• The hands-down best review of Avatar I've read has to be from Annalee Newitz in io9, which has been justly linked to from all over. Alas, I fear the "great white hope goes native and saves noble savages" trope goes back pretty far in Western literature; even Gulliver's Travels has a little of that, and of course it's all over the place in Edgar Rice Burroughs. As long as white folks control and greenlight most entertainment, it'll be there. I also enjoyed Mark Morford's take on Avatar's not-so-alien sexuality, including some pretty damning quotes from Cameron (ranking right down there with the Playboy interview quote "Right from the beginning I said, 'She’s got to have tits,' even though that makes no sense because her race, the Na’vi, aren’t placental mammals."). As far as actually wanting to see the movie? Aside from the obvious racist and sexist elements in Cameron's mindset, making the idea of giving him any of my money distasteful, I'm pretty much with Lance Mannion here. It's just not a movie roller-coaster ride in which I have any great interest, so I'm content to wave to the folks on the Cyclone from the comfort of my easy chair and computer desk.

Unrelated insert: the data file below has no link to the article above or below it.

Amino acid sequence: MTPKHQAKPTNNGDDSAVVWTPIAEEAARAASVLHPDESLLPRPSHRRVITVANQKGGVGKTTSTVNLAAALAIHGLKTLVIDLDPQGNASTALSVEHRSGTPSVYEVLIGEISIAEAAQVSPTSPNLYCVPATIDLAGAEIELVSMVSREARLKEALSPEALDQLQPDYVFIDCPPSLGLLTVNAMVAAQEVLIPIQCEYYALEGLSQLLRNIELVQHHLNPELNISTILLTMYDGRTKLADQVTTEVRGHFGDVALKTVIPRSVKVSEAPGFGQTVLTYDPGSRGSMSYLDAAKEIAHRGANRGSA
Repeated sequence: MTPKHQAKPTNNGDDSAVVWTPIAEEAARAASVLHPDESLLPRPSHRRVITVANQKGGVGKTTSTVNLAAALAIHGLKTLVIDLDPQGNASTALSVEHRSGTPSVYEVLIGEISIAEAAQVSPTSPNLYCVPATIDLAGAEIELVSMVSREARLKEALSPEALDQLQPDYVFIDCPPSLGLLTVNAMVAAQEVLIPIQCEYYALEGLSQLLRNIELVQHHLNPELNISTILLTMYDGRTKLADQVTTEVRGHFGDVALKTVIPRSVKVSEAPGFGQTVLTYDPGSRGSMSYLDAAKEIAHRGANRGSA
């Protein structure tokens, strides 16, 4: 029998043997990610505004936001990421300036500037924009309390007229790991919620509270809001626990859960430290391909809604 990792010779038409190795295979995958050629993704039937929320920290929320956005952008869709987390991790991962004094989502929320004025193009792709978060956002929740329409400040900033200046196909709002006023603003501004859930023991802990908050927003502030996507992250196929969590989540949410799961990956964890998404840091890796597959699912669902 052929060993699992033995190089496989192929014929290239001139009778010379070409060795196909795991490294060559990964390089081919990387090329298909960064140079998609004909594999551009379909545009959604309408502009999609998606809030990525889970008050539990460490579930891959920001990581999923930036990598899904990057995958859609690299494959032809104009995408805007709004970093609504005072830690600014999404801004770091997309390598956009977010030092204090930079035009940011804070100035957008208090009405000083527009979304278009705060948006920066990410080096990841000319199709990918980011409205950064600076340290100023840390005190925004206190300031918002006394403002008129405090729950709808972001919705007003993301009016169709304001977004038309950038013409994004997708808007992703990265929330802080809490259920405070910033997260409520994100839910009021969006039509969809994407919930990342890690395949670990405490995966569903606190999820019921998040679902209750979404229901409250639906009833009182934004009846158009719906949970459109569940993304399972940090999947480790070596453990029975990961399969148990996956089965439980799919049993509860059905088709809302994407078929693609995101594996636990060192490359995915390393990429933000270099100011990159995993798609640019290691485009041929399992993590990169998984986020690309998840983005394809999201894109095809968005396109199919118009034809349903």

• Heidi MacDonald is your one-stop shopping for reactions to Marvel taking a page from Friends of Lulu and putting out an all-female-created comic anthology. Seriously, we still have to endure boys freaking out over this sort of thing every three months or so? Guys, just calm the eff down, you still have overwhelming societal privilege even when we get to share in the fun every now and then.

• Speaking of cultural privilege, I highly recommend David Byrne's fascinating exploration of The Limits of Multiculturalism. One of the best essays I've read in 2009, although I'm not sure it's eligible for a Koufax Award (yes, they're back!)...